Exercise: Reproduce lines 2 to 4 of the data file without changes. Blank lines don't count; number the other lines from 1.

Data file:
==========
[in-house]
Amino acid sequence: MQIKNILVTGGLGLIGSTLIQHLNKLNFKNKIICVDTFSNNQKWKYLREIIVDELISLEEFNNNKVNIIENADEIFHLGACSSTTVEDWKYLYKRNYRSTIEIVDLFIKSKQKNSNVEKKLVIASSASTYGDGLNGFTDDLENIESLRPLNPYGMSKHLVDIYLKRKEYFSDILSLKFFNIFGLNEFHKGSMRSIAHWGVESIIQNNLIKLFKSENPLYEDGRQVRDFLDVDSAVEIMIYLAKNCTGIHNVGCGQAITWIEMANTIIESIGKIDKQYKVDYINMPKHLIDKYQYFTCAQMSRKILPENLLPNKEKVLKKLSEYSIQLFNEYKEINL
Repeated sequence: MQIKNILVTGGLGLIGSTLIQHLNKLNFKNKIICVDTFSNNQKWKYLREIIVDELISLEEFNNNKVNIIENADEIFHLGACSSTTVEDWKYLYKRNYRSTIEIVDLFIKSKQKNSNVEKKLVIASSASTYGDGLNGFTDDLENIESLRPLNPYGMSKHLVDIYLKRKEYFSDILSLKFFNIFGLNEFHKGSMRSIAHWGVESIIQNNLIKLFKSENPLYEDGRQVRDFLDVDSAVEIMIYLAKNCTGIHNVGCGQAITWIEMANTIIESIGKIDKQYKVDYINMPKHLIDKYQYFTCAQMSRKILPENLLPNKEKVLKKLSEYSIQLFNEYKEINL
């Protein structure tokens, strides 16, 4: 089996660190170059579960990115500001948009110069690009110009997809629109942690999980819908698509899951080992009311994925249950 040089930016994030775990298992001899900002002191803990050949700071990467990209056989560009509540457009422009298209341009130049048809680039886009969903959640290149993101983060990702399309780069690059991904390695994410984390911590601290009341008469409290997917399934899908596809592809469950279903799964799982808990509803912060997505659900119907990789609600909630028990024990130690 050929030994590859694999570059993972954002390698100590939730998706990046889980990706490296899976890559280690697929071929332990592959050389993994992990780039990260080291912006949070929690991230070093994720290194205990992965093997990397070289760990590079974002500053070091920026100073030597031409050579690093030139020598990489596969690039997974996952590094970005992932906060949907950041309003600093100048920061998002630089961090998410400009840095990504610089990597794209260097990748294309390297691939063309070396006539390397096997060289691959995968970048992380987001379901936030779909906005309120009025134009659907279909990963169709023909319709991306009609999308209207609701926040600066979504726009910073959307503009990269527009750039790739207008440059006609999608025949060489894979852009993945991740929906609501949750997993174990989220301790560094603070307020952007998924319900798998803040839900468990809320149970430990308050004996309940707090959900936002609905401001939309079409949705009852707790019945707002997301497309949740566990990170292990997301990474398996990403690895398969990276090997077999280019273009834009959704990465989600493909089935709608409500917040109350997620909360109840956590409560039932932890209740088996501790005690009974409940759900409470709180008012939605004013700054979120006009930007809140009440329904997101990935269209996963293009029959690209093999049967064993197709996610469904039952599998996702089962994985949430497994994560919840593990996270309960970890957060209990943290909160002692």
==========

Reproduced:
Amino acid sequence: MQIKNILVTGGLGLIGSTLIQHLNKLNFKNKIICVDTFSNNQKWKYLREIIVDELISLEEFNNNKVNIIENADEIFHLGACSSTTVEDWKYLYKRNYRSTIEIVDLFIKSKQKNSNVEKKLVIASSASTYGDGLNGFTDDLENIESLRPLNPYGMSKHLVDIYLKRKEYFSDILSLKFFNIFGLNEFHKGSMRSIAHWGVESIIQNNLIKLFKSENPLYEDGRQVRDFLDVDSAVEIMIYLAKNCTGIHNVGCGQAITWIEMANTIIESIGKIDKQYKVDYINMPKHLIDKYQYFTCAQMSRKILPENLLPNKEKVLKKLSEYSIQLFNEYKEINL
Repeated sequence: MQIKNILVTGGLGLIGSTLIQHLNKLNFKNKIICVDTFSNNQKWKYLREIIVDELISLEEFNNNKVNIIENADEIFHLGACSSTTVEDWKYLYKRNYRSTIEIVDLFIKSKQKNSNVEKKLVIASSASTYGDGLNGFTDDLENIESLRPLNPYGMSKHLVDIYLKRKEYFSDILSLKFFNIFGLNEFHKGSMRSIAHWGVESIIQNNLIKLFKSENPLYEDGRQVRDFLDVDSAVEIMIYLAKNCTGIHNVGCGQAITWIEMANTIIESIGKIDKQYKVDYINMPKHLIDKYQYFTCAQMSRKILPENLLPNKEKVLKKLSEYSIQLFNEYKEINL
């Protein structure tokens, strides 16, 4: 089996660190170059579960990115500001948009110069690009110009997809629109942690999980819908698509899951080992009311994925249950 040089930016994030775990298992001899900002002191803990050949700071990467990209056989560009509540457009422009298209341009130049048809680039886009969903959640290149993101983060990702399309780069690059991904390695994410984390911590601290009341008469409290997917399934899908596809592809469950279903799964799982808990509803912060997505659900119907990789609600909630028990024990130690 050929030994590859694999570059993972954002390698100590939730998706990046889980990706490296899976890559280690697929071929332990592959050389993994992990780039990260080291912006949070929690991230070093994720290194205990992965093997990397070289760990590079974002500053070091920026100073030597031409050579690093030139020598990489596969690039997974996952590094970005992932906060949907950041309003600093100048920061998002630089961090998410400009840095990504610089990597794209260097990748294309390297691939063309070396006539390397096997060289691959995968970048992380987001379901936030779909906005309120009025134009659907279909990963169709023909319709991306009609999308209207609701926040600066979504726009910073959307503009990269527009750039790739207008440059006609999608025949060489894979852009993945991740929906609501949750997993174990989220301790560094603070307020952007998924319900798998803040839900468990809320149970430990308050004996309940707090959900936002609905401001939309079409949705009852707790019945707002997301497309949740566990990170292990997301990474398996990403690895398969990276090997077999280019273009834009959704990465989600493909089935709608409500917040109350997620909360109840956590409560039932932890209740088996501790005690009974409940759900409470709180008012939605004013700054979120006009930007809140009440329904997101990935269209996963293009029959690209093999049967064993197709996610469904039952599998996702089962994985949430497994994560919840593990996270309960970890957060209990943290909160002692």